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Burnt-end bourguignon, a recipe excerpted from Joe Beef: Surviving the Apocalypse.

Tara O'Brady/The Globe and Mail

Separate conversations with Frédéric Morin and David McMillan, chefs and owners of five restaurants in Montreal including Joe Beef, and writer Meredith Erickson, their co-author, illustrate a freakish Vulcan mind-meld.

The trio, recently returned to publishing with the extension of 2011’s seminal The Art of Living According to Joe Beef, spoke to me about what they call Book Two.

Only a “cookbook of sorts,” as the cover describes, Joe Beef: Surviving the Apocalypse isn’t simply about food. If the first book was a treatise on life lived to the full, the second might be considered the utility manual of how to do so.

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“At the restaurants we can decorate, we can cook, we can work on the wines, on the playlist, but it’s very limited what we can do,” Morin says. “The book is a great vehicle to gather all the odds and ends, personality flaws and qualities and assemble them into something.”

The book is not about a singular end-of-days, but about all of them; from personal health to environmental sustainability in a restaurant culture of waste, political strife to the long-needed reckoning of mental and sexual harassment within the food industry.

At this sea change, Erickson views where we are now as “the determined to do great work phase.”

“Sometimes I thought of myself funnily, in the bottom cabin of some ship rocking back and forth violently and I just have to hang onto to my pen and page and get it all down,” she says. “I’m 38 years old. I was working in the restaurant business 15 years ago and the environment of then compared to today was night and day. All of these changes are for the better. … It’s a big but much cleaner new sea to navigate.”

Morin reads the first book as “exhilaratingly tipsy and hopeful and creative. And the second book is like, okay, how do we make that better? … How can we just not wreck the world?”

Both Morin and McMillan evoke their children as impetus of their shifting perspective; Erickson adds age as well. A look to the larger scope and the idea of what’s next.

“With the coming of the kids into the equation and us getting a bit older, there’s an impending sense of doom,” McMillan says. “It’s not like ‘Let’s go to the restaurant. Let’s have dinner and wine.’ It’s ‘Do we trust this babysitter? Is the front door locked? Did she tie the belt for the baby seat in the car correctly?’ … This book, it’s not about us any more. We see things differently. I have three kids and Fred has three kids and we have 100 employees. Like we’re all on this massive ship. It’s five restaurants on a boat, right? I’m the captain, Fred’s the captain too, and there’s other captains, and I want no one to drown. So there’s always this impending sense of doom. So that’s like the apocalypse.”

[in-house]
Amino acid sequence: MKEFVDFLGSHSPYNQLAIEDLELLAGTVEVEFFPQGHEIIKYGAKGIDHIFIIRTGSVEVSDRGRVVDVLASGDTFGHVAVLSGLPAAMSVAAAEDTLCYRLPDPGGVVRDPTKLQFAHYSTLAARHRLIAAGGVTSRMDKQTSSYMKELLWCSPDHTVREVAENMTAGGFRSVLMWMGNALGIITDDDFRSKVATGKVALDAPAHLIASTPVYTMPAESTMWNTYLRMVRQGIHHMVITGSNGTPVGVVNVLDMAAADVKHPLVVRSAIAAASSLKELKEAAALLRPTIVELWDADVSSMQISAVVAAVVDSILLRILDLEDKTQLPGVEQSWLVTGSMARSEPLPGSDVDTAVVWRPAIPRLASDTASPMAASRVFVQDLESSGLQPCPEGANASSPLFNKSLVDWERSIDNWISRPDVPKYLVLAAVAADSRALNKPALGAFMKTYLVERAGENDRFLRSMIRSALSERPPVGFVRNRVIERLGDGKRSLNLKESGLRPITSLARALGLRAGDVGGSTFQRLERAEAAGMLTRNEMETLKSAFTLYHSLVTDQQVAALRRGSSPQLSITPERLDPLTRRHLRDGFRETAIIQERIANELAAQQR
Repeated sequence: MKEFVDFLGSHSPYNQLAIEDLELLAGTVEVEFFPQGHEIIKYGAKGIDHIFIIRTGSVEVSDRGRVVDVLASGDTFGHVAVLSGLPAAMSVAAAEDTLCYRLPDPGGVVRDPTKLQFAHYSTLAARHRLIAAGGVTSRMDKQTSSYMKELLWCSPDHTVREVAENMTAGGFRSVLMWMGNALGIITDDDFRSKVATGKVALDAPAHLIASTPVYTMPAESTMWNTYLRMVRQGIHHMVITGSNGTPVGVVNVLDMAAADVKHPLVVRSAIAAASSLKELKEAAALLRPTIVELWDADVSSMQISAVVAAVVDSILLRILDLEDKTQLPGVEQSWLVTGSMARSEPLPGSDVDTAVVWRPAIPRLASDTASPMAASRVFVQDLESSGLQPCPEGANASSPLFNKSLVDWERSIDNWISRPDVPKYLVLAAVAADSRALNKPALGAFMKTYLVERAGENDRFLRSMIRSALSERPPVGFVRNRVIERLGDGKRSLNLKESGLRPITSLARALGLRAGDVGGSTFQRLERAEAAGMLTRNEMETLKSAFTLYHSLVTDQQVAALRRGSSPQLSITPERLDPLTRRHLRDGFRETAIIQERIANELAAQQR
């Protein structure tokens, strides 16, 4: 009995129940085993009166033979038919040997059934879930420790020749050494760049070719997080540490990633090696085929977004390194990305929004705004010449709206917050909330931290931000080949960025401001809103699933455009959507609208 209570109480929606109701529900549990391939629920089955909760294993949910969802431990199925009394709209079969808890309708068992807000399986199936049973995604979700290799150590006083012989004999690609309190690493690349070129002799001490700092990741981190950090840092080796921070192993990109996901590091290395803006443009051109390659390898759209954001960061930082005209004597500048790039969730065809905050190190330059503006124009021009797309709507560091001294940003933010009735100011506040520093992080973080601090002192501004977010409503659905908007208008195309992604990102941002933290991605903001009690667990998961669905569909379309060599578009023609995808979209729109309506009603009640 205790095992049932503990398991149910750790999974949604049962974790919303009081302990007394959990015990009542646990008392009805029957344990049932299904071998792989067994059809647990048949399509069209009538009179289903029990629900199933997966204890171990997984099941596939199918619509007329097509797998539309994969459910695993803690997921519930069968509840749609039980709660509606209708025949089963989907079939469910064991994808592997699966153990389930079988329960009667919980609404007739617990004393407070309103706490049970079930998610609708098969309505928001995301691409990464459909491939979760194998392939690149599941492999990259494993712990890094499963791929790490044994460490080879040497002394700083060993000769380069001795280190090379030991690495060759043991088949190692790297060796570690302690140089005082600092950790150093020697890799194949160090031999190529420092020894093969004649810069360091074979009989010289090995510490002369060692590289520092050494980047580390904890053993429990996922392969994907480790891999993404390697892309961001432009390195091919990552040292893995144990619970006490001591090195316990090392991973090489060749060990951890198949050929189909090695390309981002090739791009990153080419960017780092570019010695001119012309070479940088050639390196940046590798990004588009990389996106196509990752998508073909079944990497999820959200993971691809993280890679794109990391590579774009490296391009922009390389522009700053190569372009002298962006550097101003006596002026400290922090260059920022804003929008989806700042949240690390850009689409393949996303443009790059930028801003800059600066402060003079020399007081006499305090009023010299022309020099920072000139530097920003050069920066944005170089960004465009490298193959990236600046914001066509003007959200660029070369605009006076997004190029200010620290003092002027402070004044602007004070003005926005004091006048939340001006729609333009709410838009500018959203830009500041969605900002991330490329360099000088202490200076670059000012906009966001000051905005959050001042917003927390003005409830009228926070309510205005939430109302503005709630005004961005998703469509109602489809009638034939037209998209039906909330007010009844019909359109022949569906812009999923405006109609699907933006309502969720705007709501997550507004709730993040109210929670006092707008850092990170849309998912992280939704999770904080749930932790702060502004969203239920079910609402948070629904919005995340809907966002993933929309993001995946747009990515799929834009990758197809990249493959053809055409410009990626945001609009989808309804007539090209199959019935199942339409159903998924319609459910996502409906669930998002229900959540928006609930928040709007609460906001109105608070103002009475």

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Not only do the dishes themselves speak to these new priorities – oeufs mayonnaise are a few pages before chaga ghee; the solitary cocktail, a margarita, is balanced by a vitality shake, limeade and a fruit cup dedicated to late restaurateur John Bil – but the sharply witty headnotes often sneak in teachable moments.

“A cookbook is an excellent way to convey little, insidious tips for bettering yourself and the planet without sounding [like] Gwyneth Paltrow. You can crack a joke about rabbit that makes people realize the importance of supporting local agriculture,” Morin says.

The food swings wildly from the confidently straightforward, such as their Galettes au Sucre de Mammie, a sugar cookie with six ingredients and three steps to make, to the unabashedly involved (see “Beauty’s Special” Saint Honoré, a choux-pastry and whitefish assemblage with piped pastry swans). That said, even the most complicated are written with the succinct language of a working kitchen. It is a particular balance evident in any project from this crew – from building restaurants to stocking a fallout shelter – romance and usefulness in equal measure. Food is but one of their myriad interests.

“The industry is funny,” Morin muses. “It insists on having its actors remain in the position that got them on the scene. They want the baker to stay a baker. …

"For us, it’s the armour, the cast we were moulded on is very uncomfortable. For David and me, one morning we’ll have a vision of being a farmer and move on to do that. And if I want to drive across the country, go to Alaska in my truck, then I’ll do that too.”

Thus, the book includes digressions on MMA, PBS and secret lakes. Even if detailing criteria for selecting a menu for a Sunday dinner at home, their concern is not so serious that it skirts obsession. To the authors, that would be boring.